Research Article: Effect of Circadian Phase on Memory Acquisition and Recall: Operant Conditioning vs. Classical Conditioning

Date Published: March 22, 2013

Publisher: Public Library of Science

Author(s): Madeleine V. Garren, Stephen B. Sexauer, Terry L. Page, Troy Zars.


There have been several studies on the role of circadian clocks in the regulation of associative learning and memory processes in both vertebrate and invertebrate species. The results have been quite variable and at present it is unclear to what extent the variability observed reflects species differences or differences in methodology. Previous results have shown that following differential classical conditioning in the cockroach, Rhyparobia maderae, in an olfactory discrimination task, formation of the short-term and long-term memory is under strict circadian control. In contrast, there appeared to be no circadian regulation of the ability to recall established memories. In the present study, we show that following operant conditioning of the same species in a very similar olfactory discrimination task, there is no impact of the circadian system on either short-term or long-term memory formation. On the other hand, ability to recall established memories is strongly tied to the circadian phase of training. On the basis of these data and those previously reported for phylogenetically diverse species, it is suggested that there may be fundamental differences in the way the circadian system regulates learning and memory in classical and operant conditioning.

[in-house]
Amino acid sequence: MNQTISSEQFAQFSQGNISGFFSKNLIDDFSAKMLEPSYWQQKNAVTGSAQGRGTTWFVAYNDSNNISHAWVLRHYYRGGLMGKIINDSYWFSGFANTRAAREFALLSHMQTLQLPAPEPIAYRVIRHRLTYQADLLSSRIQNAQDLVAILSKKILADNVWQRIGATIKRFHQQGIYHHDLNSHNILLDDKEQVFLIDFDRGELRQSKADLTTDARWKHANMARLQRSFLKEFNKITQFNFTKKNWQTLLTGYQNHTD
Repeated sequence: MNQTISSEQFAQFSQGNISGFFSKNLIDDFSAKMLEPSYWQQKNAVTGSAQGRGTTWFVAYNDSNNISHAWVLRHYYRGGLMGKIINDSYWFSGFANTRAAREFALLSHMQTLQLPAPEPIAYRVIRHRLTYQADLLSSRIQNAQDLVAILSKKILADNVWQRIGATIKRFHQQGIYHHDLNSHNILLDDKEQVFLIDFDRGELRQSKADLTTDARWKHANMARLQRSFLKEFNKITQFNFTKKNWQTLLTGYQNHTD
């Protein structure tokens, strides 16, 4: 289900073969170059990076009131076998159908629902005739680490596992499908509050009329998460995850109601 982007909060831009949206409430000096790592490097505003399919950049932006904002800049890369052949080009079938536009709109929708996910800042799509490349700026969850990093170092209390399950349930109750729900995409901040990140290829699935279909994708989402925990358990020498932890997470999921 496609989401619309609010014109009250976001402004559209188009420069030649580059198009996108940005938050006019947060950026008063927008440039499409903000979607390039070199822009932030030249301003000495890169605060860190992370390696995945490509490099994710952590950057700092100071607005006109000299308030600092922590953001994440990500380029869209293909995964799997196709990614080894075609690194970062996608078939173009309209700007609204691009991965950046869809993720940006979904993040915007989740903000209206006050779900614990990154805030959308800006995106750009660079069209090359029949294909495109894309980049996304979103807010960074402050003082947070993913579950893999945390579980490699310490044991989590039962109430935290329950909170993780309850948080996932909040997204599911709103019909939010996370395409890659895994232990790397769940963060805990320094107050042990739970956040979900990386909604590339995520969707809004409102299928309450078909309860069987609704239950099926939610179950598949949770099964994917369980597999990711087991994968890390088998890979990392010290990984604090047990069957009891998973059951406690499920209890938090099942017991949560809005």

Partial Text

In the past decade, several studies have indicated that circadian clocks may have varied effects on learning and memory. In some cases, the ability to form a memory may be independent of circadian phase, but phase may function as a contextual cue (time-stamping) such that recall and performance are better at 24-hour intervals following learning as demonstrated in hamsters [1] and rats [2]–[4]. In other cases, recall appears to be largely independent of the phase of testing, but memory acquisition or consolidation may depend on the circadian phase of training as shown in mollusks [5], [6], insects [7]–[9], fish [10], and mice [11], [12].

In classical (Pavlovian) conditioning animals learn about the relationship between two stimuli, while in operant (instrumental) conditioning it is the relationship between stimuli and the consequences of the animal’s own behavior that is critical. While the two forms of associative learning are operationally distinct, the basic question of how these different forms of learning are related and whether or not they involve the same or fundamentally different underlying processes is still uncertain [21]. While the analysis of classical conditioning has proceeded rapidly, there is much less information available on mechanisms of operant conditioning. However, recent data do suggest that while there are similarities, significant differences exist at the cellular/molecular level [22]–[24]. The extent to which these differences in mechanism may be reflected in differences in circadian regulation is unclear. With regard to the role of the circadian system in learning and memory, studies have addressed questions of memory acquisition (short-term memory); memory consolidation (long-term memory) and long-term memory recall utilizing both classical and operant conditioning. The outcomes of these studies have been varied.